4. Payment processor options and discounts. BigCommerce users have the freedom to choose their own credit card processing company and benefit from a wide selection of 65 payment processors, including options that support high-risk businesses like electronic cigarettes. Those opting for PayPal powered by Braintree can access special discounted rates, offering a competitive edge in transaction costs.
  5. Efficient plugin management. BigCommerce’s app store may be more modest, with just over 1,300 plugins. However, it compensates by offering many built-in features that enhance site speed – features for which Shopify requires plugins. These include the ability to add reviews to your products, generate real-time shipping quotes, and add unlimited staff accounts. If you are on a budget and don’t mind a simpler site, BigCommerce has no subscription costs associated with numerous plugins, making it a cost-effective choice.
  6. Strategic marketing integration. BigCommerce integrates with popular email marketing software like MailChimp, Constant Contact, or Omnisend, compensating for the lack of an built-in email marketing feature. However, both platforms excel in providing tools for creating automatic discounts, coupons, and promotions, along with analytics dashboards to track ad performance.
  7. Enhanced visibility through SEO. BigCommerce edges ahead in creating SEO-optimised sites with customisable URLs, allowing for better indexing by search engines. Additionally, BigCommerce’s free WordPress integration offers a seamless connection between your blog and ecommerce site.
  8. Logistical advantages. In shipping, BigCommerce offers features like free real-time shipping quotes and the option to generate, purchase, and print USPS labels directly from the control panel.
  9. Smart pricing and payment strategies. While both platforms have similar subscription fees, BigCommerce stands out by offering competitive options for businesses on a budget and caters to enterprises with its Enterprise package, providing technical support for high-turnover businesses.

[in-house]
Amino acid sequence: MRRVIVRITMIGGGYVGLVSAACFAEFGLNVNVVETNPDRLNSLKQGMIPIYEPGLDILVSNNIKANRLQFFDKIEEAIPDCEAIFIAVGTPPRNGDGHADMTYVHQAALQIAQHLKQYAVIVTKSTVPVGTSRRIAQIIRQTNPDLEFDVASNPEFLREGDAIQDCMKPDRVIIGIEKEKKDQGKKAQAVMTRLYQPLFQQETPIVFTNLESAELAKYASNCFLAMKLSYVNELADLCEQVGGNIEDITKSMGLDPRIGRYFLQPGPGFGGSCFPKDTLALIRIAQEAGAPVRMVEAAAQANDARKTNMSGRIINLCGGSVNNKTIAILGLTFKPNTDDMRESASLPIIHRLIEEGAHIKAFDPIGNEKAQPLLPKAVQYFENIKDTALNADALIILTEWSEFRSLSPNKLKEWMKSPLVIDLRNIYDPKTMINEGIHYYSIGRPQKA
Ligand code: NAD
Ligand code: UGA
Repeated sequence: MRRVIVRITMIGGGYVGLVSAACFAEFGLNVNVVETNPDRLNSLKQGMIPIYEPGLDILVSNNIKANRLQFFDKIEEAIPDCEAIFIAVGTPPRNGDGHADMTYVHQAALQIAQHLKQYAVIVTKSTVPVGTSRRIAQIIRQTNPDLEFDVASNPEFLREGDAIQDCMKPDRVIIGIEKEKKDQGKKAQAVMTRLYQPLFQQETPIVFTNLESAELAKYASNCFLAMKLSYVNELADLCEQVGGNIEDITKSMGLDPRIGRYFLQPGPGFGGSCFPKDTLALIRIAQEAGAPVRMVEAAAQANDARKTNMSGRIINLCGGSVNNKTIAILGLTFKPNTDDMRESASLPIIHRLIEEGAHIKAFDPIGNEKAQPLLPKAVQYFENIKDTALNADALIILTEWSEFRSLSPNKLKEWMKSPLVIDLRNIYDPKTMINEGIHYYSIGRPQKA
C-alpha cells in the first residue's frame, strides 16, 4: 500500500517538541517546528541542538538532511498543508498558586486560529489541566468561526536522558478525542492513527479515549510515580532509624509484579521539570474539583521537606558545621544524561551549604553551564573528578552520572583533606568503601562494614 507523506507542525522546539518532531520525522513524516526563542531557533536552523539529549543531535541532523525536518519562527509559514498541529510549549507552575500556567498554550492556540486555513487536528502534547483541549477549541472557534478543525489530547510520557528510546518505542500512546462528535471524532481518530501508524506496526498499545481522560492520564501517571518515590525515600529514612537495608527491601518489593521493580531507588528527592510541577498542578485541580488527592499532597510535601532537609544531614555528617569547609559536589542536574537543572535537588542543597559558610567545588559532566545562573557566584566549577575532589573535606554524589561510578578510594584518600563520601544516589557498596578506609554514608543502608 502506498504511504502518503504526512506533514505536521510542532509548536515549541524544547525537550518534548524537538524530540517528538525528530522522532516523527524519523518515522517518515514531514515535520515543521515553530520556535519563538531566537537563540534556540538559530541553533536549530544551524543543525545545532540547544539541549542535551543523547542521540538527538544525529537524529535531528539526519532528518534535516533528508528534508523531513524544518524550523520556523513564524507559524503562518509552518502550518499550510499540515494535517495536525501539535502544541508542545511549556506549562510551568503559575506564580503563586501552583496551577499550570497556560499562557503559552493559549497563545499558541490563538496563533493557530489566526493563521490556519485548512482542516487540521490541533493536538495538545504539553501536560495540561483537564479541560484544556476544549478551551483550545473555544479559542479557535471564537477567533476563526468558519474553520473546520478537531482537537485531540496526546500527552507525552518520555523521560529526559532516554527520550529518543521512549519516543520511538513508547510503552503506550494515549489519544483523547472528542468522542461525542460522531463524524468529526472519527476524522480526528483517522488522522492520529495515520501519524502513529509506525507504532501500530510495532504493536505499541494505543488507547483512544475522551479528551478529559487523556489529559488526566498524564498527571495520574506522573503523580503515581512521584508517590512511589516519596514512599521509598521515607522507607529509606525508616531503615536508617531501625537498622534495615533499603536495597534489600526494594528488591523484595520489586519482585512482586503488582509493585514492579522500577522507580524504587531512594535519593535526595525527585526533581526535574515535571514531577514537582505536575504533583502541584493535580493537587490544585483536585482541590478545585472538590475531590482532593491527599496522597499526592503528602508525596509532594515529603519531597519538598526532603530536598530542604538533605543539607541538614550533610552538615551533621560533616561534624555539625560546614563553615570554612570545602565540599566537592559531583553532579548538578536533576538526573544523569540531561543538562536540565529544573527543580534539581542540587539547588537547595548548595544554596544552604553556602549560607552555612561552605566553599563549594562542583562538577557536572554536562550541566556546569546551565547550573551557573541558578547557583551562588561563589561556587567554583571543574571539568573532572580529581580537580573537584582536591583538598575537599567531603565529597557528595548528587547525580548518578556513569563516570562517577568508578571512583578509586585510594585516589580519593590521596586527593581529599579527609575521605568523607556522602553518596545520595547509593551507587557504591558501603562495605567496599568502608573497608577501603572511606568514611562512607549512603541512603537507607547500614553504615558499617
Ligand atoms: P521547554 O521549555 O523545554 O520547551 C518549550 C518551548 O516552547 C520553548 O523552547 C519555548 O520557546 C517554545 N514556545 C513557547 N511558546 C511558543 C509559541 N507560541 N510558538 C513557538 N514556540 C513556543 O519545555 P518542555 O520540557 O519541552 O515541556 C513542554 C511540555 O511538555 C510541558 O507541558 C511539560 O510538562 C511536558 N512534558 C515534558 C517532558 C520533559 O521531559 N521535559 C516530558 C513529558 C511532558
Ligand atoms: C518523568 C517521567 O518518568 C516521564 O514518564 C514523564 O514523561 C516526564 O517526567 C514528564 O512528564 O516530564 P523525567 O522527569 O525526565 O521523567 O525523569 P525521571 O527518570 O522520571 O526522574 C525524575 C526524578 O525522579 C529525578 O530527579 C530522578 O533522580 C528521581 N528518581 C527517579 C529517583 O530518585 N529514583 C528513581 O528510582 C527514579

Disadvantages of BigCommerce

  1. Limited inventory locations. BigCommerce starts with only four inventory locations, and even the Pro plan, which is priced at $299 per month, supports only up to eight. This limitation may pose challenges for businesses with complex inventory management needs or those operating in multiple locations.
  2. In-house point-of-sale software. While BigCommerce integrates with Square POS for in-store sales, users need to import their product catalogue and navigate a separate dashboard. Although the integration is free, it introduces an additional layer of complexity and requires users to learn a new system for in-person transactions.
  3. Store management intricacy. BigCommerce tends to be slightly more intricate than Shopify, especially when it comes to adding products. The process involves numerous fields, making it more time-consuming. However, this complexity offers an advantage by providing increased control over various store aspects, enabling extensive customisation. You have the flexibility to add features such as gift wrapping, set minimum purchase orders, and create unlimited product variants. In comparison, Shopify offers a simpler process but limits the number of product variants to three.
  4. Inventory management costs. Shopify outperforms BigCommerce in out-of-the-box inventory management. Shopify allows users to easily manage stock across different locations directly from the dashboard, while BigCommerce requires the purchase of third-party apps for similar functionality, incurring additional costs.
  5. Plugins and integration limitations. BigCommerce’s app store covers essential functionalities like SMS marketing or live chat customer support. However, users may miss out on more innovative features available on Shopify due to the relatively smaller app ecosystem. Shopify, with its extensive app variety, offers a broader array of choices, especially for those seeking cutting-edge features.
  6. Built-in email marketing absence. BigCommerce lacks a built-in email marketing feature, requiring users to integrate third-party email software like MailChimp, Constant Contact, or Omnisend. While this approach allows flexibility, it might be inconvenient for users who prefer an all-in-one platform for their marketing efforts.
  7. Lack of hardware support for physical world payments. Both BigCommerce and Shopify support sales on major platforms like Facebook, Instagram, and Amazon with free integrations for Google Shopping. BigCommerce goes further by allowing sales on Pinterest and eBay. Yet, for physical world payments, BigCommerce does not provide hardware directly. Users need to purchase it from third-party options like PayPal Zettle, Square, or Hike.
  8. Tax calculations with third-party apps. BigCommerce provides the option to calculate taxes automatically, but only by integrating third-party apps like Avalara, Vertex, TaxJar, or TaxCloud. This additional step may add complexity and potentially extra costs for businesses.